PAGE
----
However, it’s worth noting that Node.js has its own set of APIs and modules that facilitate server-side programming, file system operations, network communication, and more. These APIs are designed to work in the server environment and provide features not available in the web browser context.

That being said, Node.js can still be used alongside web standards-compliant technologies to create full-stack applications. For example, developers can use Node.js on the server-side to handle data processing, business logic, and API endpoints, while using web standards-compliant front-end frameworks or libraries on the client-side to render and interact with web content in the browser.

Deno and Web Standards

Deno is a modern JavaScript runtime similar to Node.js but with some key differences. One of those differences is that Deno is designed with web standards compliance in mind. Here are a few reasons why Deno can be considered compliant with web standards:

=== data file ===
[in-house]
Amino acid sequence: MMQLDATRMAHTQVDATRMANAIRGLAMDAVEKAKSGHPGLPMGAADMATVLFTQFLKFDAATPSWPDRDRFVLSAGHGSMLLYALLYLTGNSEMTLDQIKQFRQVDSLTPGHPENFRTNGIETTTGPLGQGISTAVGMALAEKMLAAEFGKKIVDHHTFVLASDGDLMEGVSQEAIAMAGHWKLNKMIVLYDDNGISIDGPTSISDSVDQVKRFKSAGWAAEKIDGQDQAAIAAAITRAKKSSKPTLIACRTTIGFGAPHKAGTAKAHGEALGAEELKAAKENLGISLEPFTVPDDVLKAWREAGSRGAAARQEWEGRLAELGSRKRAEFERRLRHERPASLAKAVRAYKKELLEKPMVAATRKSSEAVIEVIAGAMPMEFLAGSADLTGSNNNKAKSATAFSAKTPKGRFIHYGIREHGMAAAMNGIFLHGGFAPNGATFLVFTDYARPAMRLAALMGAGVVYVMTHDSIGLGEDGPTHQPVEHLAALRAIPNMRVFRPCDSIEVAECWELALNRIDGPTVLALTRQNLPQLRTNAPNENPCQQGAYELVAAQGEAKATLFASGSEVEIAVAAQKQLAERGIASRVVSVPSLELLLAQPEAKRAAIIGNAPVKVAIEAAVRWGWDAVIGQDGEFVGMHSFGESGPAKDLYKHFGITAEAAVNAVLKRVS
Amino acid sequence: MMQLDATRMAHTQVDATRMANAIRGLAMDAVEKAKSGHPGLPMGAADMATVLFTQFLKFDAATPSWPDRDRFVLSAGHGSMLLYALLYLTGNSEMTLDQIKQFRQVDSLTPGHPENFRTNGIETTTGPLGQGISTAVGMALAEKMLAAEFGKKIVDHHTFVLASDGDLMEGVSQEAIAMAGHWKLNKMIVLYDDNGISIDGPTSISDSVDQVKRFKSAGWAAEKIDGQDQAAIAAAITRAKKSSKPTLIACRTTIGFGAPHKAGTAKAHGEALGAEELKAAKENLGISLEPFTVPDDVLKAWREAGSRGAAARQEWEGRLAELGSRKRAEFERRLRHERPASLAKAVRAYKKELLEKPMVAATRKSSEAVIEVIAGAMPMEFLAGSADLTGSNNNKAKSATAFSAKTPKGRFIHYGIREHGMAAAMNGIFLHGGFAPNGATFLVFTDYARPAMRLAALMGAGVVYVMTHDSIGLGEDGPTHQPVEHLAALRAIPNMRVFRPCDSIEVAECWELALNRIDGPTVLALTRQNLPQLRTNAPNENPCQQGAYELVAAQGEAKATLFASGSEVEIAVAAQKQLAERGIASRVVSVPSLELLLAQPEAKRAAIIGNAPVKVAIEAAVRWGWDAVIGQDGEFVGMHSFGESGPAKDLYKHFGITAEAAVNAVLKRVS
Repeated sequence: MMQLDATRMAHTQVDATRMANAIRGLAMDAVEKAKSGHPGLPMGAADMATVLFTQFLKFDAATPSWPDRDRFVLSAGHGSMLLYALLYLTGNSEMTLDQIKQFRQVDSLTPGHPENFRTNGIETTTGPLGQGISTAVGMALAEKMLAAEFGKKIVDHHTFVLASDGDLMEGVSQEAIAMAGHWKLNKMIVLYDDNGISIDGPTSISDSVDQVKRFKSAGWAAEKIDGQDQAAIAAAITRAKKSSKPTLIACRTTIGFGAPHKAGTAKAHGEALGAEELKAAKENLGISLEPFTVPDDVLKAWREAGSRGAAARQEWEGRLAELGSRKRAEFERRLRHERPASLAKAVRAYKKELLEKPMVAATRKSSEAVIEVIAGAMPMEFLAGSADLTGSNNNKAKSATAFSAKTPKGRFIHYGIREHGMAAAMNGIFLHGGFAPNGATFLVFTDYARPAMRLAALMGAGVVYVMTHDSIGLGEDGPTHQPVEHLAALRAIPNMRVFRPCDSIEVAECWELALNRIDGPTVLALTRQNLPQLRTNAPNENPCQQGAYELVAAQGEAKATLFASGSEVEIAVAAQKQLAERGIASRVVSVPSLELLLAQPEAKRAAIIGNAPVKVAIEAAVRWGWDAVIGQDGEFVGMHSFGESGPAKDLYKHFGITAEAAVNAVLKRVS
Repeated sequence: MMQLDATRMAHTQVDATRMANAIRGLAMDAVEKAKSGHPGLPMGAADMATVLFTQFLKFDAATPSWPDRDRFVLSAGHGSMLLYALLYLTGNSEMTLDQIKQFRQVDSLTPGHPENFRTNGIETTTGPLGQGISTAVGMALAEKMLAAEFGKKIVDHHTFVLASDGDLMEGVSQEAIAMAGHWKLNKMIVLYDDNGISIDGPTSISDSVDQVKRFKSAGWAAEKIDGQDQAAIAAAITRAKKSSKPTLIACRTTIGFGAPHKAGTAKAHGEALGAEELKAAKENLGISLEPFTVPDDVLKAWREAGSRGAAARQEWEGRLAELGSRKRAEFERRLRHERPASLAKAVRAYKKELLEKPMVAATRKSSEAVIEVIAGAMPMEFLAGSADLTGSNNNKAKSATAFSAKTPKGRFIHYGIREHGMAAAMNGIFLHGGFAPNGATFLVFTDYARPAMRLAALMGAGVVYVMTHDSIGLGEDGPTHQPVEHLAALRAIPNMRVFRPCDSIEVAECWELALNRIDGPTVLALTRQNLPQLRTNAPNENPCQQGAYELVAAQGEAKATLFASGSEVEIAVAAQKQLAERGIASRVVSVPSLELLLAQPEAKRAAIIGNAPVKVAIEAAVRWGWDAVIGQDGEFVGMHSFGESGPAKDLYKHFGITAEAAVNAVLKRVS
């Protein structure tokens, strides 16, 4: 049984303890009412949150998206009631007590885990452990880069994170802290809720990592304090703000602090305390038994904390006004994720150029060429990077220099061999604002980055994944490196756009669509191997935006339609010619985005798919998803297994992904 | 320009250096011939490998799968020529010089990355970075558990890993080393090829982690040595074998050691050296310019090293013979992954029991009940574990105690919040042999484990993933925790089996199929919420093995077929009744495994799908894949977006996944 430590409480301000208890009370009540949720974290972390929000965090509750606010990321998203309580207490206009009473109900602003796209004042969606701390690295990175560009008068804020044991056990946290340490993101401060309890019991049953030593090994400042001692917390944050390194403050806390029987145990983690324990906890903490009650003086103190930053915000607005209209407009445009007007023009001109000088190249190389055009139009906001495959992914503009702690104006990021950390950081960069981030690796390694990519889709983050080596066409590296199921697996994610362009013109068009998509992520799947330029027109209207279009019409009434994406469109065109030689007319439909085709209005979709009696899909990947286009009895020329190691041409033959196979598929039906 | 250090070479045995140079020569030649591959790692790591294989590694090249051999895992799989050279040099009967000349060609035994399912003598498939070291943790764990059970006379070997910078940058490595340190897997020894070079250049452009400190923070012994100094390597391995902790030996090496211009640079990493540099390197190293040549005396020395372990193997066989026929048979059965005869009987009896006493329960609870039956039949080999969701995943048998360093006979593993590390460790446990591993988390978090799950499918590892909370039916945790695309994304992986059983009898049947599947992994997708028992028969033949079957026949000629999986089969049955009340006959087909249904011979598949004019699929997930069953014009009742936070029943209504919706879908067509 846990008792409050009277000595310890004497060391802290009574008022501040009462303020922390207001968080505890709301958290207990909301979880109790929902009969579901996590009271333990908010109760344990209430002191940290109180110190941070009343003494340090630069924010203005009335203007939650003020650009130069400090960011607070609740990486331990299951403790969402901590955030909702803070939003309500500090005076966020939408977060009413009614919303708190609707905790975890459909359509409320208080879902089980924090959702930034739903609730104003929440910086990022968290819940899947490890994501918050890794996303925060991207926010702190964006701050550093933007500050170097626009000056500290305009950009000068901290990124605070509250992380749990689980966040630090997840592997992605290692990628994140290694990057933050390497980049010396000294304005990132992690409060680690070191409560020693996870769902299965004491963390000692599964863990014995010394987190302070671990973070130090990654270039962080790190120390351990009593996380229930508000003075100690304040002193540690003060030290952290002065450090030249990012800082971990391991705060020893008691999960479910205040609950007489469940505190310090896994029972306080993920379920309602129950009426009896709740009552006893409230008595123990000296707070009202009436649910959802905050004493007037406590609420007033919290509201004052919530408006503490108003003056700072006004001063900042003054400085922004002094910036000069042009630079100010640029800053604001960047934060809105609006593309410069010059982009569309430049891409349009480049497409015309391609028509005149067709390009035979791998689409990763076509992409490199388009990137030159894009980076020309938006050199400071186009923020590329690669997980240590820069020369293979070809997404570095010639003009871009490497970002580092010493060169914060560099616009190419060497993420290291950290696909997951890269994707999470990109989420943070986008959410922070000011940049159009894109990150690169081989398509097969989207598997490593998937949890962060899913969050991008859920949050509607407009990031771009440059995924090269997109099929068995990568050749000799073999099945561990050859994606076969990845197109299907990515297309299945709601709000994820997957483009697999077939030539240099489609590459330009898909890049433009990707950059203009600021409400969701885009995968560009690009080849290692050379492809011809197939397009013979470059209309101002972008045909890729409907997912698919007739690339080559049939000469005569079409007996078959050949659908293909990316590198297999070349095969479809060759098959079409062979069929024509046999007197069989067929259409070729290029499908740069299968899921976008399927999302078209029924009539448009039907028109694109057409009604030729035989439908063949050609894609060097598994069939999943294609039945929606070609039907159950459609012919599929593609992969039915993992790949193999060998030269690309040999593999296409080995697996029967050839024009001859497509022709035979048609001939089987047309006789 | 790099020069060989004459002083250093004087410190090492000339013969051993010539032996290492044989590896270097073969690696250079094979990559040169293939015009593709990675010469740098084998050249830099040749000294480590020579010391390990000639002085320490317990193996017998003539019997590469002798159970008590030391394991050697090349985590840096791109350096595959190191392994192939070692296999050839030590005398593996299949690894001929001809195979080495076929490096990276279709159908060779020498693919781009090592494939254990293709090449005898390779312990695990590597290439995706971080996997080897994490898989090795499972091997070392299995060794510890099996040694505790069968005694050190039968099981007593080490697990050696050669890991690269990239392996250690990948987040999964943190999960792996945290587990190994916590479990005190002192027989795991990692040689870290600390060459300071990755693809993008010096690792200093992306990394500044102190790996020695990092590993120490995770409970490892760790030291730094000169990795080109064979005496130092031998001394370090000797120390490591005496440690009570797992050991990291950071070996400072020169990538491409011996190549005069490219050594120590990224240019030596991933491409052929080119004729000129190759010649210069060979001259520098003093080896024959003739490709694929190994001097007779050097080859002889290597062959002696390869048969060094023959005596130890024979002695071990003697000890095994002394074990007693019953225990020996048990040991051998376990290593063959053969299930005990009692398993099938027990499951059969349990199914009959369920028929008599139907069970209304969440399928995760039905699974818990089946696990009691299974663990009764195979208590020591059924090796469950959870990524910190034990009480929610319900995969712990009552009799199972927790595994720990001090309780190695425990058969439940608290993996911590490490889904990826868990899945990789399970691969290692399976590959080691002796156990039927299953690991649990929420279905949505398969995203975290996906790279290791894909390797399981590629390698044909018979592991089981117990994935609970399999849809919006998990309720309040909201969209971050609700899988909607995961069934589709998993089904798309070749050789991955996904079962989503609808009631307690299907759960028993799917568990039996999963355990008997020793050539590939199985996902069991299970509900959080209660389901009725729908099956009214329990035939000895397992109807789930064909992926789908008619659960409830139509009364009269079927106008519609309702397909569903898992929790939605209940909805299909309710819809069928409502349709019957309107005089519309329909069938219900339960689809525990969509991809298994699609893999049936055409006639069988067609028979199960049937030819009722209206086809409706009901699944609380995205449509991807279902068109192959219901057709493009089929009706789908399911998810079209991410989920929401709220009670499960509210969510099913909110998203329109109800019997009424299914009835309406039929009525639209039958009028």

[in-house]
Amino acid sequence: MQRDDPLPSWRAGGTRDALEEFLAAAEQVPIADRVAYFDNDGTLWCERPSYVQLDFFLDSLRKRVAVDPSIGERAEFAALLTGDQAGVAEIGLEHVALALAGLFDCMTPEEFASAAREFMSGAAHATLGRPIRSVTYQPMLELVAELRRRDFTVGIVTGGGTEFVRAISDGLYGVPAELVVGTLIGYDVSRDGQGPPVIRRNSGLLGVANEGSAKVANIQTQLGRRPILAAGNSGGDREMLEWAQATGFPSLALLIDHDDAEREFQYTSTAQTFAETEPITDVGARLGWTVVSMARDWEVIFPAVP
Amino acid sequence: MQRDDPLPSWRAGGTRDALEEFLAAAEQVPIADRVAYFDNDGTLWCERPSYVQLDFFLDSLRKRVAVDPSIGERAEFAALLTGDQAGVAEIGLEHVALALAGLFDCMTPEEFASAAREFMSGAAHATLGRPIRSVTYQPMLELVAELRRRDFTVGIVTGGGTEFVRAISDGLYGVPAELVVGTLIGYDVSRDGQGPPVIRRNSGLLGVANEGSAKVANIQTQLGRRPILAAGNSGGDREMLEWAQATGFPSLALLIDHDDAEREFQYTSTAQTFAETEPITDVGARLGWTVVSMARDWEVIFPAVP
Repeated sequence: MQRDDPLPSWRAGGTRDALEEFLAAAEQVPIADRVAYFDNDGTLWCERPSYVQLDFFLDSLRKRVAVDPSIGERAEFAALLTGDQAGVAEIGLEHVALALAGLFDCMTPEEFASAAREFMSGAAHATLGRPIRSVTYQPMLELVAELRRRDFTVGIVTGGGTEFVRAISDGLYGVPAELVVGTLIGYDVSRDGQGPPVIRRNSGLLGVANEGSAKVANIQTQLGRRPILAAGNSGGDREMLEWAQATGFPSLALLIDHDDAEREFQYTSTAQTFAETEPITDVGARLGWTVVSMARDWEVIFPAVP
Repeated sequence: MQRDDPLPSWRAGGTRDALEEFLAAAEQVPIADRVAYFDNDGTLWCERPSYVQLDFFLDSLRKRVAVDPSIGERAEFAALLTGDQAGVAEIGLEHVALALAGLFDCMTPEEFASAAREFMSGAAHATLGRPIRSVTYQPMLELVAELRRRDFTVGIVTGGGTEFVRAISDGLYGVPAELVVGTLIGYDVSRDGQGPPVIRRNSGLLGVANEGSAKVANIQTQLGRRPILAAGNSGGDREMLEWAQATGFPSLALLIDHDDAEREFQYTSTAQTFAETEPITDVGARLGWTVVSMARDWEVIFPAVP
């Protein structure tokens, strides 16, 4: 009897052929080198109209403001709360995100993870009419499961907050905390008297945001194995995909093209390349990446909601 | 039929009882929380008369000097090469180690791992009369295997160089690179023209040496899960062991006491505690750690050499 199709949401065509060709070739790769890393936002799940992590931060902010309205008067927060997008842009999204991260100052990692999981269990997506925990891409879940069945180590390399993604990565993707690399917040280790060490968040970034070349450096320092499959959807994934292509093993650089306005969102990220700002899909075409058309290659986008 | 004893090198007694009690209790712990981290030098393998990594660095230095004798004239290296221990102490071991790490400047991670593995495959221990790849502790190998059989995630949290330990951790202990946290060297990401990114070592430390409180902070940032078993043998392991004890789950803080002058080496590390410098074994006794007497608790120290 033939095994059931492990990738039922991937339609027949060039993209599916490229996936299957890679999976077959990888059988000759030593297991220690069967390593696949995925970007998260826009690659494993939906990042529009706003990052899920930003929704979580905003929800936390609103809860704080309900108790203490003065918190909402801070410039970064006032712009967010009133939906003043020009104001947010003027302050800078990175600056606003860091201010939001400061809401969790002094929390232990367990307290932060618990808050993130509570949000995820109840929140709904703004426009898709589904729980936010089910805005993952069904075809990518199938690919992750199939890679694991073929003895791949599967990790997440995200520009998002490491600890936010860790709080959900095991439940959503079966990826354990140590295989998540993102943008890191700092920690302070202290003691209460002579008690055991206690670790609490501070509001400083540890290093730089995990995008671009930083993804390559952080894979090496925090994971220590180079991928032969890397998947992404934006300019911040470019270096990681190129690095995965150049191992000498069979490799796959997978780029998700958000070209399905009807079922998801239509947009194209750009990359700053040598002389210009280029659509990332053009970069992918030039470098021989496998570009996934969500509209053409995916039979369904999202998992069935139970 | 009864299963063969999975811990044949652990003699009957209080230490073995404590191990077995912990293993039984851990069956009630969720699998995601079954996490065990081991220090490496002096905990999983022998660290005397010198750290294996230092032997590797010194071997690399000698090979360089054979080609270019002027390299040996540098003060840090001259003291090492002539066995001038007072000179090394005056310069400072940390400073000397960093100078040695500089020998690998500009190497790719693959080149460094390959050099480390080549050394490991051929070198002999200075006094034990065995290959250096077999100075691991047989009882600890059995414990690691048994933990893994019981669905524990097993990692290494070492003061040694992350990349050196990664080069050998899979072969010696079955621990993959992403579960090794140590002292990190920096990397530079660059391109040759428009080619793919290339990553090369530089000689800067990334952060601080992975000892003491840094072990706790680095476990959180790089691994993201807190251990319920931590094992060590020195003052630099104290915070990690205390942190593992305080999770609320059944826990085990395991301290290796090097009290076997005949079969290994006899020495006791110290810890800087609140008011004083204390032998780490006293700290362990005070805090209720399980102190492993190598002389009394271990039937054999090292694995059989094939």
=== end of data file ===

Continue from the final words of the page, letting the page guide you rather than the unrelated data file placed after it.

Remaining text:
One of the areas where Deno deviates from Web Standards is the support for TypeScript. TypeScript is not part of Web Standards and providing default support can make Deno libraries deviate from Browser technology.

Overall, Deno’s design principles and features aim to align with web standards and provide a runtime environment that is secure, modular, and compatible with the web platform. By adopting these standards, Deno offers developers a familiar and consistent experience when working with JavaScript and TypeScript, both on the server-side and in web browser environments.